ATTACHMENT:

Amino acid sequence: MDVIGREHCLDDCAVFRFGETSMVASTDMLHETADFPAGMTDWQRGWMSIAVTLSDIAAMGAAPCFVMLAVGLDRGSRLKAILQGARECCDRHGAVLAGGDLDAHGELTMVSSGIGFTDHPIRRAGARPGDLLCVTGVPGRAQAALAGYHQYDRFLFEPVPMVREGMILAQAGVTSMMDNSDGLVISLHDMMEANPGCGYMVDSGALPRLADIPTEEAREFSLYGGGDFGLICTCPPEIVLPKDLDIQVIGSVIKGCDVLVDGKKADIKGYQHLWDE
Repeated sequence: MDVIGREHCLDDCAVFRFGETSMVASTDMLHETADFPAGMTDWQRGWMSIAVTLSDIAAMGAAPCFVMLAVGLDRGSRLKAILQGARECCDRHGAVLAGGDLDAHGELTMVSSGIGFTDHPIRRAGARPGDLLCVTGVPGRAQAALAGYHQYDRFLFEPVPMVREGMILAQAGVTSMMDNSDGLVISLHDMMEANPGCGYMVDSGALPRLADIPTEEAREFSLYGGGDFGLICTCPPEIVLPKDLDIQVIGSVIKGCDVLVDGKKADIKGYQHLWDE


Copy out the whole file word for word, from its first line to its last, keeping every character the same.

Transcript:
Amino acid sequence: MDVIGREHCLDDCAVFRFGETSMVASTDMLHETADFPAGMTDWQRGWMSIAVTLSDIAAMGAAPCFVMLAVGLDRGSRLKAILQGARECCDRHGAVLAGGDLDAHGELTMVSSGIGFTDHPIRRAGARPGDLLCVTGVPGRAQAALAGYHQYDRFLFEPVPMVREGMILAQAGVTSMMDNSDGLVISLHDMMEANPGCGYMVDSGALPRLADIPTEEAREFSLYGGGDFGLICTCPPEIVLPKDLDIQVIGSVIKGCDVLVDGKKADIKGYQHLWDE
Repeated sequence: MDVIGREHCLDDCAVFRFGETSMVASTDMLHETADFPAGMTDWQRGWMSIAVTLSDIAAMGAAPCFVMLAVGLDRGSRLKAILQGARECCDRHGAVLAGGDLDAHGELTMVSSGIGFTDHPIRRAGARPGDLLCVTGVPGRAQAALAGYHQYDRFLFEPVPMVREGMILAQAGVTSMMDNSDGLVISLHDMMEANPGCGYMVDSGALPRLADIPTEEAREFSLYGGGDFGLICTCPPEIVLPKDLDIQVIGSVIKGCDVLVDGKKADIKGYQHLWDE